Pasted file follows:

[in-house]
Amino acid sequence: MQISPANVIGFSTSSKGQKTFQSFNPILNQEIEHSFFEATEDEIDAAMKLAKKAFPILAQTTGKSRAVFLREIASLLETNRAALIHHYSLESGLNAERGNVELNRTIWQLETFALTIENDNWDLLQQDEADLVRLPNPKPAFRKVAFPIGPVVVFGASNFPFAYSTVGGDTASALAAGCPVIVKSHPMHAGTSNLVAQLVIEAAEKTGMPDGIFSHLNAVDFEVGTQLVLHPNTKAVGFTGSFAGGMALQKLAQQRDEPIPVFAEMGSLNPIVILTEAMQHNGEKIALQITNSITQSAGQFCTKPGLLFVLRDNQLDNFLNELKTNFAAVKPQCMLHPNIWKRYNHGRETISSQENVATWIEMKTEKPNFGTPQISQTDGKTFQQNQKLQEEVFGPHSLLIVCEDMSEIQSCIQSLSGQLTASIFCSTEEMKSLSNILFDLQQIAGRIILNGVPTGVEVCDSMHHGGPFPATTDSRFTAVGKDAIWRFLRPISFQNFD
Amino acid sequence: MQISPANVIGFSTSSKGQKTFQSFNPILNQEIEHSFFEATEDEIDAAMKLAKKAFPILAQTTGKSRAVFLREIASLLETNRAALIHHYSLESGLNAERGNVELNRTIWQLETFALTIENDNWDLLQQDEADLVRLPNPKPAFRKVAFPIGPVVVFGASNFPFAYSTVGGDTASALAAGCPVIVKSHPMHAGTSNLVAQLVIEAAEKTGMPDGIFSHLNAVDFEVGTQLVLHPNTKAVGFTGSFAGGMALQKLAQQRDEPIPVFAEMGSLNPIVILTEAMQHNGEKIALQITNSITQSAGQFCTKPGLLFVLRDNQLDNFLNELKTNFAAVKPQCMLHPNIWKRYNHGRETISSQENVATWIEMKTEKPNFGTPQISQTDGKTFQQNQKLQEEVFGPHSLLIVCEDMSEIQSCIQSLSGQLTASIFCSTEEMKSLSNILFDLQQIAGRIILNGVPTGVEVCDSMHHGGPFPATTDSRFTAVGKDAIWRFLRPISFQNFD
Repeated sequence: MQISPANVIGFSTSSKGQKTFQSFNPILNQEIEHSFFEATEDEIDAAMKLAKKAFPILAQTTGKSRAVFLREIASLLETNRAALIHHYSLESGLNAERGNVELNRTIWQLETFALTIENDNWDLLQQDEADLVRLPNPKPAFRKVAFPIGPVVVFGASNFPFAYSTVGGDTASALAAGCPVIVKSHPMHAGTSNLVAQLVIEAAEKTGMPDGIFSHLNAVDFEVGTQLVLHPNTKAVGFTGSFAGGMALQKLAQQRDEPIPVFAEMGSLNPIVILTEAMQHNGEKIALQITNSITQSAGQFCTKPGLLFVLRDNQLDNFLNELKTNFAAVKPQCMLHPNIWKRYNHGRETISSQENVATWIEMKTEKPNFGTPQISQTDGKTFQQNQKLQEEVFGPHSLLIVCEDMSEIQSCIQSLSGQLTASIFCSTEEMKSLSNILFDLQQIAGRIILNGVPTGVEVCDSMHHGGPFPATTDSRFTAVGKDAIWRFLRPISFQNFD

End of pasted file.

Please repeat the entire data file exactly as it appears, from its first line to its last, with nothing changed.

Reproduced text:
[in-house]
Amino acid sequence: MQISPANVIGFSTSSKGQKTFQSFNPILNQEIEHSFFEATEDEIDAAMKLAKKAFPILAQTTGKSRAVFLREIASLLETNRAALIHHYSLESGLNAERGNVELNRTIWQLETFALTIENDNWDLLQQDEADLVRLPNPKPAFRKVAFPIGPVVVFGASNFPFAYSTVGGDTASALAAGCPVIVKSHPMHAGTSNLVAQLVIEAAEKTGMPDGIFSHLNAVDFEVGTQLVLHPNTKAVGFTGSFAGGMALQKLAQQRDEPIPVFAEMGSLNPIVILTEAMQHNGEKIALQITNSITQSAGQFCTKPGLLFVLRDNQLDNFLNELKTNFAAVKPQCMLHPNIWKRYNHGRETISSQENVATWIEMKTEKPNFGTPQISQTDGKTFQQNQKLQEEVFGPHSLLIVCEDMSEIQSCIQSLSGQLTASIFCSTEEMKSLSNILFDLQQIAGRIILNGVPTGVEVCDSMHHGGPFPATTDSRFTAVGKDAIWRFLRPISFQNFD
Amino acid sequence: MQISPANVIGFSTSSKGQKTFQSFNPILNQEIEHSFFEATEDEIDAAMKLAKKAFPILAQTTGKSRAVFLREIASLLETNRAALIHHYSLESGLNAERGNVELNRTIWQLETFALTIENDNWDLLQQDEADLVRLPNPKPAFRKVAFPIGPVVVFGASNFPFAYSTVGGDTASALAAGCPVIVKSHPMHAGTSNLVAQLVIEAAEKTGMPDGIFSHLNAVDFEVGTQLVLHPNTKAVGFTGSFAGGMALQKLAQQRDEPIPVFAEMGSLNPIVILTEAMQHNGEKIALQITNSITQSAGQFCTKPGLLFVLRDNQLDNFLNELKTNFAAVKPQCMLHPNIWKRYNHGRETISSQENVATWIEMKTEKPNFGTPQISQTDGKTFQQNQKLQEEVFGPHSLLIVCEDMSEIQSCIQSLSGQLTASIFCSTEEMKSLSNILFDLQQIAGRIILNGVPTGVEVCDSMHHGGPFPATTDSRFTAVGKDAIWRFLRPISFQNFD
Repeated sequence: MQISPANVIGFSTSSKGQKTFQSFNPILNQEIEHSFFEATEDEIDAAMKLAKKAFPILAQTTGKSRAVFLREIASLLETNRAALIHHYSLESGLNAERGNVELNRTIWQLETFALTIENDNWDLLQQDEADLVRLPNPKPAFRKVAFPIGPVVVFGASNFPFAYSTVGGDTASALAAGCPVIVKSHPMHAGTSNLVAQLVIEAAEKTGMPDGIFSHLNAVDFEVGTQLVLHPNTKAVGFTGSFAGGMALQKLAQQRDEPIPVFAEMGSLNPIVILTEAMQHNGEKIALQITNSITQSAGQFCTKPGLLFVLRDNQLDNFLNELKTNFAAVKPQCMLHPNIWKRYNHGRETISSQENVATWIEMKTEKPNFGTPQISQTDGKTFQQNQKLQEEVFGPHSLLIVCEDMSEIQSCIQSLSGQLTASIFCSTEEMKSLSNILFDLQQIAGRIILNGVPTGVEVCDSMHHGGPFPATTDSRFTAVGKDAIWRFLRPISFQNFD